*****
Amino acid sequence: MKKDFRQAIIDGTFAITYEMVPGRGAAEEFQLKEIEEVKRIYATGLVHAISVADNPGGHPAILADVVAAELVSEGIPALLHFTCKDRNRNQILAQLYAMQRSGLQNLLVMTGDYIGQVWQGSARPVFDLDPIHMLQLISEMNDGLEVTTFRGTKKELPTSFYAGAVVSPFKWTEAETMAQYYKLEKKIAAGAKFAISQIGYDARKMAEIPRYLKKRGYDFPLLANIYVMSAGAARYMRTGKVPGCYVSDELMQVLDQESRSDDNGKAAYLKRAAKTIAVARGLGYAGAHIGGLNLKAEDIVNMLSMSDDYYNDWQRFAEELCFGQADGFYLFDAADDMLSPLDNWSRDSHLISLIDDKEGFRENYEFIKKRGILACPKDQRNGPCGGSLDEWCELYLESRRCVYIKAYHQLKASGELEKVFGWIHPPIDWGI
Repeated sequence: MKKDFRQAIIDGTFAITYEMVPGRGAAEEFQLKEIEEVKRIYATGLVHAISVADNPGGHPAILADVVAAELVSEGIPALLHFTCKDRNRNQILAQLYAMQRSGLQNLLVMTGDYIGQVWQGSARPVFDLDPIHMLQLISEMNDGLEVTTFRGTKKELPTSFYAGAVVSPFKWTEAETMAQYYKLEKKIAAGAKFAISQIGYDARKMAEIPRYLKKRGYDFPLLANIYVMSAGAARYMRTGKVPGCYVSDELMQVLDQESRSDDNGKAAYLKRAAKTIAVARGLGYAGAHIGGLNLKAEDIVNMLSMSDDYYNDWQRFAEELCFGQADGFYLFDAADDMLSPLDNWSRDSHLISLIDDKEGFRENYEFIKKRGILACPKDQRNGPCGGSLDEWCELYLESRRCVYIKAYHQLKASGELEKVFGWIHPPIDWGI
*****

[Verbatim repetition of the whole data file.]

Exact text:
Amino acid sequence: MKKDFRQAIIDGTFAITYEMVPGRGAAEEFQLKEIEEVKRIYATGLVHAISVADNPGGHPAILADVVAAELVSEGIPALLHFTCKDRNRNQILAQLYAMQRSGLQNLLVMTGDYIGQVWQGSARPVFDLDPIHMLQLISEMNDGLEVTTFRGTKKELPTSFYAGAVVSPFKWTEAETMAQYYKLEKKIAAGAKFAISQIGYDARKMAEIPRYLKKRGYDFPLLANIYVMSAGAARYMRTGKVPGCYVSDELMQVLDQESRSDDNGKAAYLKRAAKTIAVARGLGYAGAHIGGLNLKAEDIVNMLSMSDDYYNDWQRFAEELCFGQADGFYLFDAADDMLSPLDNWSRDSHLISLIDDKEGFRENYEFIKKRGILACPKDQRNGPCGGSLDEWCELYLESRRCVYIKAYHQLKASGELEKVFGWIHPPIDWGI
Repeated sequence: MKKDFRQAIIDGTFAITYEMVPGRGAAEEFQLKEIEEVKRIYATGLVHAISVADNPGGHPAILADVVAAELVSEGIPALLHFTCKDRNRNQILAQLYAMQRSGLQNLLVMTGDYIGQVWQGSARPVFDLDPIHMLQLISEMNDGLEVTTFRGTKKELPTSFYAGAVVSPFKWTEAETMAQYYKLEKKIAAGAKFAISQIGYDARKMAEIPRYLKKRGYDFPLLANIYVMSAGAARYMRTGKVPGCYVSDELMQVLDQESRSDDNGKAAYLKRAAKTIAVARGLGYAGAHIGGLNLKAEDIVNMLSMSDDYYNDWQRFAEELCFGQADGFYLFDAADDMLSPLDNWSRDSHLISLIDDKEGFRENYEFIKKRGILACPKDQRNGPCGGSLDEWCELYLESRRCVYIKAYHQLKASGELEKVFGWIHPPIDWGI